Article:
as someone whom even the nuns in school referred to as a “worry wort”. I have always interpreted Mother Church’s pleas for eternal rest to refer to the end of all of those temporal matters which caused us anxiety in this mortal life. That’s still not such a bad concept! Moreover, if I’d lived as a serf on medieval estate, or as a slave on a 19th century Plantation in the American South, I imagine the concepts of “eternal rest” and “sweet deliverance” would give me great comfort.

  5. Jeff Ezell permalink
    November 11, 2012

    I can certainly understand where the concept came from, as well as how it might be relevant to any of us at various points in time. Yet, it doesn’t seem to me to capture an adequate concept – insofar as we are able to entertain any such concept – of life and consciousness continuing past this mortal life. For one thing, it seems to skip over a dynamic concept of theosis, which we may believe would be the ultimate end of the ongoing process that we variously call Purgatory or – more felicitously – the Church Expectant (even if the traditional idea is that we pray and offer Mass for “the souls in Purgatory”). Moreover, the idea of “eternal rest” seems to be a bit of a disconnect with our ideas of the saints who have attained to the Church Triumphant interceding on our behalf. We conceive Our Lady as “busy” indeed in her role as Help of All Christians, and likewise the other saints to whom we pray for their intercession. Theirs is conceived as constant activity without fatigue.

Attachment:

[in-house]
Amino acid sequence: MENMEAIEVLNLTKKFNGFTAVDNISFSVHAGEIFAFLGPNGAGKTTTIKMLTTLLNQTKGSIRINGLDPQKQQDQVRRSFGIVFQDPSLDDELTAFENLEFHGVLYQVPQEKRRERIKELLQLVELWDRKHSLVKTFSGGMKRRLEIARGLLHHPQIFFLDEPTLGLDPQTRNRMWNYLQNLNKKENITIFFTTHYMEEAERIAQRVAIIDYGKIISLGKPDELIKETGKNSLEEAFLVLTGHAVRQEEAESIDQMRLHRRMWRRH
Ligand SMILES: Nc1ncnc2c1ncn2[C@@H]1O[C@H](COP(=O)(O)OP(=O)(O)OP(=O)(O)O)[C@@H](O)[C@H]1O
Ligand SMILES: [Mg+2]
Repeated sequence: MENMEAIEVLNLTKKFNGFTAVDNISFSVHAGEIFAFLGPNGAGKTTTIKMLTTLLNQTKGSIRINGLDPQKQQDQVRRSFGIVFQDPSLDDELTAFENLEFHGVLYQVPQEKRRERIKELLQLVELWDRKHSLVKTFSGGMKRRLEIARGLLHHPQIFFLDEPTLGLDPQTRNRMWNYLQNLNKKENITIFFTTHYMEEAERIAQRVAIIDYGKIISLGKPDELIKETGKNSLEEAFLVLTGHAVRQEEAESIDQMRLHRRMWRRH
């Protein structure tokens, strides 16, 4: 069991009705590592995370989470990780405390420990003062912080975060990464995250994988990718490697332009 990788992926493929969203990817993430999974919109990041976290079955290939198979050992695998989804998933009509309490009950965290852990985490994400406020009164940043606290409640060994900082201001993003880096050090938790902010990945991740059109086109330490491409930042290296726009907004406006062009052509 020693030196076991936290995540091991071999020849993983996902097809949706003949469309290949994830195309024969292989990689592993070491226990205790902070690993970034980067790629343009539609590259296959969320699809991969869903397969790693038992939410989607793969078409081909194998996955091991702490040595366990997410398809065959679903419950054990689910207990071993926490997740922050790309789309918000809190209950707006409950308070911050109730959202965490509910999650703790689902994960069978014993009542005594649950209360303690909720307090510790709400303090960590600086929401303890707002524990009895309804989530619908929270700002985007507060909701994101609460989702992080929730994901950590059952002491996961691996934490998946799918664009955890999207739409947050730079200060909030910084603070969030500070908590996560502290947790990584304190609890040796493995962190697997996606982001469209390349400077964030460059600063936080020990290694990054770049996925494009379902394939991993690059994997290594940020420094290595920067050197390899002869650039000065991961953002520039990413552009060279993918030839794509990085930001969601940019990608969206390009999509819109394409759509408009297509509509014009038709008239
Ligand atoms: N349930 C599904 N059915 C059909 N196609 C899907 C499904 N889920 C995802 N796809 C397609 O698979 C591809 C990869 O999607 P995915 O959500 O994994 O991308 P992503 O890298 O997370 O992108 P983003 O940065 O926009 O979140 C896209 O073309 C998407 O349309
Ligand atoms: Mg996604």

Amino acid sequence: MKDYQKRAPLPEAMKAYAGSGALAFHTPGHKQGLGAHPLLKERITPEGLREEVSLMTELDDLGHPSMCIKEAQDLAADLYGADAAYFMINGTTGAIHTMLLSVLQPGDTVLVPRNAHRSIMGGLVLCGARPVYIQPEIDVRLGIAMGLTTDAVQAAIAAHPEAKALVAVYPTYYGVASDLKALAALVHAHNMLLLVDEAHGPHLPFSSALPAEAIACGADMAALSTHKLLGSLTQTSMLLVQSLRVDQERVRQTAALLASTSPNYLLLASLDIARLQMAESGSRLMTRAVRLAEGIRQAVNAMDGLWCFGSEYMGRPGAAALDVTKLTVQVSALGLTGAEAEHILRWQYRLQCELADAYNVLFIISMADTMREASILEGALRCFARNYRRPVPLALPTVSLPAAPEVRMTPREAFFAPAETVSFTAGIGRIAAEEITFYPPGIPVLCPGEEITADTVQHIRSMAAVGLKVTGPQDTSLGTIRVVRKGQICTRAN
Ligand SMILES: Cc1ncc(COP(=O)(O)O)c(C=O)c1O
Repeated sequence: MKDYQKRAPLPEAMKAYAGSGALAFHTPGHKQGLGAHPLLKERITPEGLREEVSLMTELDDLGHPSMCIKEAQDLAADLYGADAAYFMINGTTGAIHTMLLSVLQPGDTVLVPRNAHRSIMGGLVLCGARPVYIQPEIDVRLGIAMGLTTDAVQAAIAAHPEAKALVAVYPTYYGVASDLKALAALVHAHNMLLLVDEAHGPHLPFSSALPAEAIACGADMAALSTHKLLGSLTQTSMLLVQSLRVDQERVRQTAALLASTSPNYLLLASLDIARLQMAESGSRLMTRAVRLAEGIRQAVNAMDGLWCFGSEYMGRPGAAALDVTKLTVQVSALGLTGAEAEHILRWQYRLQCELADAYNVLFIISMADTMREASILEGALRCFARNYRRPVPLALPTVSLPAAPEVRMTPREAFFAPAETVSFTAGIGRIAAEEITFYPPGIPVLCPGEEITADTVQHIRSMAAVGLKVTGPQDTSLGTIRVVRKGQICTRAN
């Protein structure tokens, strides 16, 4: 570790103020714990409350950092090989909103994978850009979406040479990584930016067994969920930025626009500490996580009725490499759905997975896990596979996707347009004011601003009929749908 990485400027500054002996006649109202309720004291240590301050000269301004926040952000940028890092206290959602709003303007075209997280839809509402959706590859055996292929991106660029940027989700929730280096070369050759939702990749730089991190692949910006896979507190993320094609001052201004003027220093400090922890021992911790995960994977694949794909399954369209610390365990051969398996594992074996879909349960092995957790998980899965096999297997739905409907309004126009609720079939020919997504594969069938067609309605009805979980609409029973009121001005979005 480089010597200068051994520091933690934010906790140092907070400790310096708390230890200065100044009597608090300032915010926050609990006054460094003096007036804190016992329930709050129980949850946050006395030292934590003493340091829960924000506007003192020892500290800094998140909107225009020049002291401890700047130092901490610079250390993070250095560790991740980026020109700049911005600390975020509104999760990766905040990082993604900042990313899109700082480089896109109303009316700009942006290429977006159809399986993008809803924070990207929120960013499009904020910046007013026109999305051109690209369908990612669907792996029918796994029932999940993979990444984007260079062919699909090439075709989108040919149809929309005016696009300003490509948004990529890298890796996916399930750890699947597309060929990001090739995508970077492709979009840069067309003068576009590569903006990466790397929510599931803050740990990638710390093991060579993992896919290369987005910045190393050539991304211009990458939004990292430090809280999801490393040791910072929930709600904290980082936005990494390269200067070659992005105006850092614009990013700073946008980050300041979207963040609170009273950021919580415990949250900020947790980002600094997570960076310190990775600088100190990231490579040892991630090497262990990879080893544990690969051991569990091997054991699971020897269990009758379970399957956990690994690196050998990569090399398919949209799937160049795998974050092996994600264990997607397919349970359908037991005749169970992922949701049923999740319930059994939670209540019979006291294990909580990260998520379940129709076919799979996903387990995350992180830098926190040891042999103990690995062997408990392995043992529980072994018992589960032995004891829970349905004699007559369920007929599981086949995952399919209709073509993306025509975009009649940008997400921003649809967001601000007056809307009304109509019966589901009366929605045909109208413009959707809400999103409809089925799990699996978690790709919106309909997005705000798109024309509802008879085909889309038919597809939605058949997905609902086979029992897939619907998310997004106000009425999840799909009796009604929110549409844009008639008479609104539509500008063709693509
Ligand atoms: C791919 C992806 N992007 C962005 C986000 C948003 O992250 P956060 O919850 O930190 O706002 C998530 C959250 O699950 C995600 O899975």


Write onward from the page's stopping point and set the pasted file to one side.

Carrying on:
• Paul Emmons permalink
      December 8, 2012

      I don’t know where the legend or pious opinion came from that we will each be met on the way and ushered into heaven by someone who meant a great deal to us in this life. The gentleman who I look forard to playing that role for me will be very busy around now, doing the same for numerous other old boys whom he had aleardy introduced to echoes of heaven on earth.

      • December 11, 2012

        In C.S. Lewis’s “The Great Divorce”, he was met at the threshold of Heaven by George MacDonald, the author whom he believed was responsible for his being a Christian in the first place.

  6. Davis permalink
    November 11, 2012

    Quite a good reflexion, Father! Thank you!